In a phone interview, McDaniel admitted to being both absolutely exhausted and beyond thrilled to be a 2018 California Teacher of the Year. It comes after being chosen first as the Teacher of the Year at Painted Hills Middle School where he teaches band and vocal groups and then Teacher of the Year for Riverside County.
“It’s definitely an honor. I am beyond humbled to be chosen from among the 400,000 teachers in California,” he said. State Superintendent of Schools Tom Torlakson contacted him by phone, first making small talk about music programs and teaching. “Then he said, ‘I’ve selected you.’ All the blood in my face drained. ‘And you’re the sole designee from California (for consideration as national teacher of the year),’” said McDaniel.
If creating another packet of information to send through the national process wasn’t enough to keep him busy this fall, McDaniel is also bringing a new group of students into his programs by adding teaching fifth-grade band and choir at Bella Vista Elementary School to his middle school duties.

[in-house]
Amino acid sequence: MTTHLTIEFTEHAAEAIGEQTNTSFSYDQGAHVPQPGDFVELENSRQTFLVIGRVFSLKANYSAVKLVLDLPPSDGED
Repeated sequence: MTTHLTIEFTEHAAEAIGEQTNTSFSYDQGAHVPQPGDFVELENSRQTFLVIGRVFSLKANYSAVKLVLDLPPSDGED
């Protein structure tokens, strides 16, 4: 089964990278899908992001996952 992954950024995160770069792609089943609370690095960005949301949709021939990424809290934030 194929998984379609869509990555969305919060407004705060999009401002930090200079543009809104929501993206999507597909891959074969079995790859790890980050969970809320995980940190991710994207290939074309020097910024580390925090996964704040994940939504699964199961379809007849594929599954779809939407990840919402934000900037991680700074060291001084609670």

It’s been a theme throughout his life. When he sees a need, he finds a way to fill it.
“I grew up in Desert Hot Springs. It’s known for violence, drugs, teenage pregnancy and dropouts. Everybody says this place is horrible, but I want to make it the greatest city in the world. I’m not planning on going anywhere,” he said. He returned to his hometown after going to college and beginning his teaching career in Long Beach, California.
Because his father died when he was just 11 and he missed having a father figure in his life, McDaniel often finds himself filling that role for his students and for his blended family of soon-to-be six children. He’s already walked three of his former students down the aisle. In both his public school and Brandman classes and at home, he sets high expectations and requires both discipline and commitment from each person, while doing everything he can to help each find his or her own value in the world.